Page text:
As the pandemic becomes endemic — and with the last of emergency Federal unemployment benefits having expired the week of Sept. 6 — expect more consumers to be taking stock of subscriptions they’ve signed up for since lockdowns began, deciding what to keep and what to cancel. It’s a time for subscription merchants to reevaluate strategies — and quickly.
In PYMNTS’ September 2021 Subscription Commerce Conversion Index done in collaboration with sticky.io, for which researchers surveyed a census-balanced panel of over 2,120 U.S. consumers, the writing is on the wall. It notes that “the retail subscription boom may be leveling off,” finding that 19 percent of consumers with retail subscriptions intend to reduce the number of subscriptions they’re using, “chiefly because they want to tighten their belts and reduce the hassle factor of managing multiple subscriptions.”
Supplier fears about a market correction in subscription commerce began earlier this year when Netflix missed Q1 with PYMNTS reporting in April that “Netflix’s subscriber base … added a scant 4 million new users in Q1, missing the forecast 6 million by a wide berth. The bad news was compounded by Netflix’s forecast for only 1 million paid net additional users in Q2 — down 9 million from Q2 2020.” While streaming has its own issues, the deeper concern is retail.
For subscription boxes of retail products from pet food to household supplies that became ubiquitous throughout 2020 and into 2021, forces bearing down include the desire to shop in physical stores again, along with a curiosity about new direct-to-consumer (D2C) offerings.
The upshot of this, per the latest Subscription Commerce Conversion Index, is that “as many as 11 million subscribers could be on the verge of canceling their retail subscription plans.”
Understanding Changing Consumer Attitudes on D2C
For merchants to effectively combat subscription fatigue, it’s crucial to understand causes.
Noting generational differences in reasons for canceling, the new study reports, “Cost-cutting is the top factor driving potential cancellations among nearly every generation, for example, yet this reasoning is especially common among Gen X subscribers.”
Researchers found that 45 percent of Gen X subscribers want to reduce the money they’re spending on subscription offerings, while 40 percent of bridge millennials and 41 percent of millennials, respectively, are likewise looking to cut their subscription expenditures.
Aside from saving money, 25 percent of millennials and 22 percent of Gen X respondents told researchers they either no longer need some subscriptions or are bored with others.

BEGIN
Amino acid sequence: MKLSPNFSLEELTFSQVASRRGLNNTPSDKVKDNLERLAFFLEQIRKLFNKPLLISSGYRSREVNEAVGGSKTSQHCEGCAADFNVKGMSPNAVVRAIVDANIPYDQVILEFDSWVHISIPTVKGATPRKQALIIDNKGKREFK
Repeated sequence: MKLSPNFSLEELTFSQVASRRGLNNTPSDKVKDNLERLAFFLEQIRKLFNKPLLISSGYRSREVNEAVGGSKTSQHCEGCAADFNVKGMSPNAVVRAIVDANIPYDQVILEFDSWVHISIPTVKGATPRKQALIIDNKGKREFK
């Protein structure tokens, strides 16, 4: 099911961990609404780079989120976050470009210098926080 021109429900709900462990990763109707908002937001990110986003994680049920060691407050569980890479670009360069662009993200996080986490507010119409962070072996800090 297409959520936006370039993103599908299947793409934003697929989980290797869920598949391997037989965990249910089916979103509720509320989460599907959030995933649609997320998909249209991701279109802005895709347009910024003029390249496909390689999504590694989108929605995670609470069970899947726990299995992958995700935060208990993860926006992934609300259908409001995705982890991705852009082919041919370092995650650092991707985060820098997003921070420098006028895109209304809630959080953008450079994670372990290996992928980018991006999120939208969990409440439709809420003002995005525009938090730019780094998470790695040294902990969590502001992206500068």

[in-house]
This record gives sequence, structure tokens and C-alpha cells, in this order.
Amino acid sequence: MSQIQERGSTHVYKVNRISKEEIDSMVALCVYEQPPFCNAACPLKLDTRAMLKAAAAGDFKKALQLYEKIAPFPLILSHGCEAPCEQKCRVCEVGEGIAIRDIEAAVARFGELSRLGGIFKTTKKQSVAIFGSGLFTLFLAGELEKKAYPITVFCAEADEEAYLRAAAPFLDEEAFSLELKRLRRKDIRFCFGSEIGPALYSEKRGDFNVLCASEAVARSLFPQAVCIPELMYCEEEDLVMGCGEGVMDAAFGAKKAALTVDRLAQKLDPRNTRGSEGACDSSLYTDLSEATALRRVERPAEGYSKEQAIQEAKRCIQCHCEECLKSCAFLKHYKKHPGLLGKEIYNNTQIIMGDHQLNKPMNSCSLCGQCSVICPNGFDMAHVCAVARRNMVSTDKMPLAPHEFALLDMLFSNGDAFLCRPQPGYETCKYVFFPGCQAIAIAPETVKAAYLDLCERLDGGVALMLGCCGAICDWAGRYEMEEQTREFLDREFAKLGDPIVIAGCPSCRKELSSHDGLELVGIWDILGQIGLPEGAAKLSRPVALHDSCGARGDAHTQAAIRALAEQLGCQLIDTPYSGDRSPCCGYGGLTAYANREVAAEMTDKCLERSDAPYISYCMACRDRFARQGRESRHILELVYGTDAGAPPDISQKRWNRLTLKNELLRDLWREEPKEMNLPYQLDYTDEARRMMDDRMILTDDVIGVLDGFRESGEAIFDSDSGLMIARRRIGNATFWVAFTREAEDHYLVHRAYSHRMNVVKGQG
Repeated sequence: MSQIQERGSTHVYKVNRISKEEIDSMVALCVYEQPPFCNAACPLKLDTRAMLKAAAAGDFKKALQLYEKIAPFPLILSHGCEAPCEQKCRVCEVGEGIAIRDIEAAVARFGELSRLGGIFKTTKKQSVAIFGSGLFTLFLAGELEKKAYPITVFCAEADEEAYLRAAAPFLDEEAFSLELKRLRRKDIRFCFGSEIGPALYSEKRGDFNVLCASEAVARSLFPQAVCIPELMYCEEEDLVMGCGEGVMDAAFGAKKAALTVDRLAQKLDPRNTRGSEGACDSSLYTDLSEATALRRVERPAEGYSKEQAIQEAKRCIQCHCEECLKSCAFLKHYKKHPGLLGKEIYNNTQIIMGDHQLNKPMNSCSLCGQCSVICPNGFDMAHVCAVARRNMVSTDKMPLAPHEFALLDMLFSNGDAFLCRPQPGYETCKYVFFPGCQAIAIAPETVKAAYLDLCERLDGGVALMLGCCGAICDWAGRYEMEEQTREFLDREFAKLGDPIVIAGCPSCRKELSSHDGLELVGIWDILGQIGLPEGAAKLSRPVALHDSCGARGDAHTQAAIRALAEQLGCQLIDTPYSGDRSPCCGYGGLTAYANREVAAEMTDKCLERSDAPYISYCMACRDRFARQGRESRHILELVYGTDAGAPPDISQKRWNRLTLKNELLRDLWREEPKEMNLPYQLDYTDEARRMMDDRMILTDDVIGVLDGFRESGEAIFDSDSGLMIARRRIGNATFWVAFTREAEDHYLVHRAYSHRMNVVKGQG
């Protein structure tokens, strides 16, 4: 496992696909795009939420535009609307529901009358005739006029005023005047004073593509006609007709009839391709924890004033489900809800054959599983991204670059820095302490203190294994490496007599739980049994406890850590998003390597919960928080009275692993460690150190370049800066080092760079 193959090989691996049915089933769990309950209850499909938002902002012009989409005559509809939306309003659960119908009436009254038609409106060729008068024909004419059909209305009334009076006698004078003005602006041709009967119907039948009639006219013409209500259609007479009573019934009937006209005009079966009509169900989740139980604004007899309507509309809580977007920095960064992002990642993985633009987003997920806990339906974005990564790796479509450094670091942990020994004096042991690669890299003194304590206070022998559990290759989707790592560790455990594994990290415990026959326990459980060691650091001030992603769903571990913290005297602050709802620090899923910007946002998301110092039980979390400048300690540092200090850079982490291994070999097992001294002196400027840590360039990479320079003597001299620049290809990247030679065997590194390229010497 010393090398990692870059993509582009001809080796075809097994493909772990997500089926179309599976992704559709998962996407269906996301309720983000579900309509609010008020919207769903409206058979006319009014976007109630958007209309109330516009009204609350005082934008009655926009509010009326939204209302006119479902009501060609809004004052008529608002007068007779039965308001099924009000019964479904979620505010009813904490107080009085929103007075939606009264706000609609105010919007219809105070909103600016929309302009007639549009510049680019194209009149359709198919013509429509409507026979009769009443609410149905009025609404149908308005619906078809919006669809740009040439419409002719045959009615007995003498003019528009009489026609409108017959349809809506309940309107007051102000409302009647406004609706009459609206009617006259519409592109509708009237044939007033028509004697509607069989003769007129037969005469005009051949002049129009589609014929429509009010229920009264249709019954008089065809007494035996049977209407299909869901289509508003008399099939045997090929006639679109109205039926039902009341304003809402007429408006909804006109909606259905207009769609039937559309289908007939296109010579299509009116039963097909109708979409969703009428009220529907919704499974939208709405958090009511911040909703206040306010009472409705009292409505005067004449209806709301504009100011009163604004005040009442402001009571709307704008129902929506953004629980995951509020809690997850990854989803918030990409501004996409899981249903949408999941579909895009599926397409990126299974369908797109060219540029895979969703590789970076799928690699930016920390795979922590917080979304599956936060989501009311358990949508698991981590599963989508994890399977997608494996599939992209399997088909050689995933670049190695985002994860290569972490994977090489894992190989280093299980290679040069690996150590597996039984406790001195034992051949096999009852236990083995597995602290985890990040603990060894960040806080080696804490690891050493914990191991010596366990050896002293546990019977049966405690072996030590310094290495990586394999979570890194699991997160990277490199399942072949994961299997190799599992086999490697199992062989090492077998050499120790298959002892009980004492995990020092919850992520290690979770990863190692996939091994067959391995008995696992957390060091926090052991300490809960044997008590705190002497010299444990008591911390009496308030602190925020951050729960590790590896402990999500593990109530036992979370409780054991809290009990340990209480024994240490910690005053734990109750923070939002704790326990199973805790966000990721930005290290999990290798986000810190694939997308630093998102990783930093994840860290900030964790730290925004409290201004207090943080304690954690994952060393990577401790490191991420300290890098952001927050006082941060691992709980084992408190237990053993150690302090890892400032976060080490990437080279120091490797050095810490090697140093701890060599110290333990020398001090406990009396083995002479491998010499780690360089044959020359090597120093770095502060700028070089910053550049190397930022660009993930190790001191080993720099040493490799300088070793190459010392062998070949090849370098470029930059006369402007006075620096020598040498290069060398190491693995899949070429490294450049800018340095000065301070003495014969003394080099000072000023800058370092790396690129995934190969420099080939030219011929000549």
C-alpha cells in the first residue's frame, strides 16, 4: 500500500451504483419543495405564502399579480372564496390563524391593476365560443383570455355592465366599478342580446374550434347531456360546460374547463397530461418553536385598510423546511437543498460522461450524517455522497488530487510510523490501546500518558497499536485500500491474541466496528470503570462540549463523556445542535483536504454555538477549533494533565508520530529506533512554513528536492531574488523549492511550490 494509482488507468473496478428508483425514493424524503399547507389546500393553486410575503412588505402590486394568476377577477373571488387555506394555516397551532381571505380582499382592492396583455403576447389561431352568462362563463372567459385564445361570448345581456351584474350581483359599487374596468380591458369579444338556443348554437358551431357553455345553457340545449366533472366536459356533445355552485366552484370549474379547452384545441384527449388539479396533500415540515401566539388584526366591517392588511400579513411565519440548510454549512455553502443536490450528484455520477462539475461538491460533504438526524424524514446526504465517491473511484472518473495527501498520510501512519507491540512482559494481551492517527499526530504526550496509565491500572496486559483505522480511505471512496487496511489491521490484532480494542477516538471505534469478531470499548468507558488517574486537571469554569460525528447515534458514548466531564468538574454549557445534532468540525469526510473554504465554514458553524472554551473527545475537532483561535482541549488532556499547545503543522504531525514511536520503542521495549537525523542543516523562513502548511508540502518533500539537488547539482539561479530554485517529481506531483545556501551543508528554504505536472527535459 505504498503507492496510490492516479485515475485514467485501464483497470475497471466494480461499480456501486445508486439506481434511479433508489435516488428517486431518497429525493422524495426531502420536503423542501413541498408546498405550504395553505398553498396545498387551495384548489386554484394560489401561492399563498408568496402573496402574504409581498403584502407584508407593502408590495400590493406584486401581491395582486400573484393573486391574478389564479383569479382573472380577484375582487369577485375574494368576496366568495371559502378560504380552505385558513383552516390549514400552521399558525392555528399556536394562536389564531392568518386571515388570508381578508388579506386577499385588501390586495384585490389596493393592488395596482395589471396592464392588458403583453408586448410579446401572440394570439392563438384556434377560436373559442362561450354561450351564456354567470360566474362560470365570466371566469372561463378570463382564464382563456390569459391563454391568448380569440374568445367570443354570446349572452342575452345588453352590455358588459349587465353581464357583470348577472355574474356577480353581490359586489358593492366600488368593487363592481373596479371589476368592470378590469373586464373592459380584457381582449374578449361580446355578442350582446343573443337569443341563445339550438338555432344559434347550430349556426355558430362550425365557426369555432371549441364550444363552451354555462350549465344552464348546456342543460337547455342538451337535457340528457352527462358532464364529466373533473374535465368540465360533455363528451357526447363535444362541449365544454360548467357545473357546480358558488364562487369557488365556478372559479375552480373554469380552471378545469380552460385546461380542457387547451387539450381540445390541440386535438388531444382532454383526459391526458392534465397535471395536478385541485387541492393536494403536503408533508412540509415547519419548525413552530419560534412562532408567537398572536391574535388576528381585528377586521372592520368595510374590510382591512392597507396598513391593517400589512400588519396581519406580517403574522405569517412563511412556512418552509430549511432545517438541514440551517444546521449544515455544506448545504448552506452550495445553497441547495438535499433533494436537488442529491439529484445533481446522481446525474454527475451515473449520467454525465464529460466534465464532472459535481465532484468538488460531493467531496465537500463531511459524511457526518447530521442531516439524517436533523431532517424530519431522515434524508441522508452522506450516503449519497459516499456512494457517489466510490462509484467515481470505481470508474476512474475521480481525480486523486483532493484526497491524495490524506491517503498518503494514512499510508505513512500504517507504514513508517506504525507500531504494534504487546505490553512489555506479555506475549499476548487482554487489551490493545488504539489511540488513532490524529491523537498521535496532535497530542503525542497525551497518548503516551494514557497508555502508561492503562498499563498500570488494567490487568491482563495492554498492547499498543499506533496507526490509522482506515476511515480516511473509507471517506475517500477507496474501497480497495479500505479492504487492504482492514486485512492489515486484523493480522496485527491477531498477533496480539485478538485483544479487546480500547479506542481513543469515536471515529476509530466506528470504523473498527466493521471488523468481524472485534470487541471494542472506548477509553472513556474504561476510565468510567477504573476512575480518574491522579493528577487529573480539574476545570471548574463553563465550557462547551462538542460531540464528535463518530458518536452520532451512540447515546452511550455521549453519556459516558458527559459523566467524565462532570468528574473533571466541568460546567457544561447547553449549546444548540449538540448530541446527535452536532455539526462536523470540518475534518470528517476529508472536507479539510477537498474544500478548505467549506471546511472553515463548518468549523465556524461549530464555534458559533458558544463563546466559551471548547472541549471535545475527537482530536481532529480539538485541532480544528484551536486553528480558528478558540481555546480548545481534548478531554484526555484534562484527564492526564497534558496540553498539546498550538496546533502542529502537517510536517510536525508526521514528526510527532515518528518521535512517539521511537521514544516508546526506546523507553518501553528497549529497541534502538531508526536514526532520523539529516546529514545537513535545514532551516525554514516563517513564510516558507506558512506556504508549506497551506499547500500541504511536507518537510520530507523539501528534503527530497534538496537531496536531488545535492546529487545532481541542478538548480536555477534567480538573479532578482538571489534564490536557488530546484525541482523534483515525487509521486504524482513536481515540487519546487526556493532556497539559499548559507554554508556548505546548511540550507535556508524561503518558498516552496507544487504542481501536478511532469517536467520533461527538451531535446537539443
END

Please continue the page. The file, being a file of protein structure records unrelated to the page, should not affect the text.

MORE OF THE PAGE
These forces are causing subscription merchants to rethink offerings in a variety of ways.
For one thing, providers offering guarantee or refund policies is up 17 percent since Q1 2021 while vendors offering discounts is up 19 percent in the same period, marking “the third consecutive quarter in which the number of providers offering these features has increased.”
Adjustments to subscription terms are having an impact, as 84 percent of top performing subscription brands offer guarantees or refund policies, “compared to only 23 percent of bottom performers. Seventy-seven percent of top performers also offer subscription discounts, while only 37 percent of bottom performers do the same.”
Additionally, 94 percent of top performers offer free shipping, and 77 percent have a subscription pause feature, compared to 50 percent of bottom performers offering free shipping and 17 percent provide subscription pause.
Per the latest Index, “This demonstrates the importance for providers to offer features that not only reduce costs but also offer their customers more control to alter their subscription plans to fit their rapidly changing circumstances.”
Be Like the Top Performers
With the Federal Trade Commission (FTC) looking into consumer complaints about automatic subscription recurring billing, and given the new consumer selectivity coming to bear on subscription commerce, the timing is right for brands to optimize their offerings.
The problem is that many are not doing so, or at least not with a sense of urgency.
Noting that “many are still falling short when it comes to giving their customers the flexibility they need,” the September 2021 Subscription Commerce Conversion Index finds that of providers with customizable plan options dropped from 70 percent in Q2 2021 to 60 percent, adding that “the share of providers that allow their customers to make changes to their plans after sign-up has meanwhile gone unchanged at 43 percent.”
For those employing the digital program management platforms and feature mix that keeps consumers engaged, however, the outlook is sunnier, with the latest Index stating that “Adding these cost-saving features has enhanced many subscription service providers’ user experiences and reflects in their Index scores. The average provider earned a Subscription Commerce Conversion Index (SCCI) score of 47.9 in Q3 2021 — up from 46.1 in Q2 2021 and from 44.8 in Q1 2021.”